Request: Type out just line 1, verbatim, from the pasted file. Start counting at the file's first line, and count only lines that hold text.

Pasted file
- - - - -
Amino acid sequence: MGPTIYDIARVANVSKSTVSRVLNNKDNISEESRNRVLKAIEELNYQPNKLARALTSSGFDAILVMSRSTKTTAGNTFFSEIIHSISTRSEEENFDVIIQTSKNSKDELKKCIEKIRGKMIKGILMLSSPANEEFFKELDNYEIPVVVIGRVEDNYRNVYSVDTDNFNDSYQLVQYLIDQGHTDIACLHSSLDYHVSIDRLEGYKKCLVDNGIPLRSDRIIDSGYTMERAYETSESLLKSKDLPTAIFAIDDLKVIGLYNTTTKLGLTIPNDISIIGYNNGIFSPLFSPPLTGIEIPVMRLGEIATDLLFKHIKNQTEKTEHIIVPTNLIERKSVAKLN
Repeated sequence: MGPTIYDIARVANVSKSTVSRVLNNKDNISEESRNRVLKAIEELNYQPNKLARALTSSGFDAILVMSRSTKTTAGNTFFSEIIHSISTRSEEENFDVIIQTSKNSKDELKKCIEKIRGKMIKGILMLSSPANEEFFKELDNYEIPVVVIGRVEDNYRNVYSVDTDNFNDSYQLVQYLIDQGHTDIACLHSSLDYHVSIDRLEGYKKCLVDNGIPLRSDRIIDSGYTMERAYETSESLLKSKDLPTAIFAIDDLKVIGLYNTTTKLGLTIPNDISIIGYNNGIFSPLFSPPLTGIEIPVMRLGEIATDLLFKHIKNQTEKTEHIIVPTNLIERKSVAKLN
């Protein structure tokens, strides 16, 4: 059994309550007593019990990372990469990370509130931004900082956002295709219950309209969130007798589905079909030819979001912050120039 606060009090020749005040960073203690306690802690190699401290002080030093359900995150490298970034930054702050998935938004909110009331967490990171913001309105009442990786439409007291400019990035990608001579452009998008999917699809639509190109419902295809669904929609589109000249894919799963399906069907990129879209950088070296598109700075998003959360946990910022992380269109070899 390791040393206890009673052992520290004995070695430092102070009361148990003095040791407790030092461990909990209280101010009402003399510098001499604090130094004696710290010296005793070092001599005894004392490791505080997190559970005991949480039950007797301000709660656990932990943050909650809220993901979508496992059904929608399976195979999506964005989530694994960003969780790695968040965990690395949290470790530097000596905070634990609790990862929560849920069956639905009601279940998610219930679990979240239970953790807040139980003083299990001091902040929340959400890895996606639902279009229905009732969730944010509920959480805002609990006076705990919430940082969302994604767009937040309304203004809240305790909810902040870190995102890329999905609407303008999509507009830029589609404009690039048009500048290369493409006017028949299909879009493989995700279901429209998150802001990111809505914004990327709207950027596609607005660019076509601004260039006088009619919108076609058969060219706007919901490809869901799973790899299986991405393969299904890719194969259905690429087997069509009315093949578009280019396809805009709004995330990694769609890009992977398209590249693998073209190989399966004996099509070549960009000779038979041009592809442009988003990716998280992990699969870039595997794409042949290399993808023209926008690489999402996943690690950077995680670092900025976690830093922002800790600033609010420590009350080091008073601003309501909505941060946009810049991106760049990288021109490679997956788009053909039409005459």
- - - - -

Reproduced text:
Amino acid sequence: MGPTIYDIARVANVSKSTVSRVLNNKDNISEESRNRVLKAIEELNYQPNKLARALTSSGFDAILVMSRSTKTTAGNTFFSEIIHSISTRSEEENFDVIIQTSKNSKDELKKCIEKIRGKMIKGILMLSSPANEEFFKELDNYEIPVVVIGRVEDNYRNVYSVDTDNFNDSYQLVQYLIDQGHTDIACLHSSLDYHVSIDRLEGYKKCLVDNGIPLRSDRIIDSGYTMERAYETSESLLKSKDLPTAIFAIDDLKVIGLYNTTTKLGLTIPNDISIIGYNNGIFSPLFSPPLTGIEIPVMRLGEIATDLLFKHIKNQTEKTEHIIVPTNLIERKSVAKLN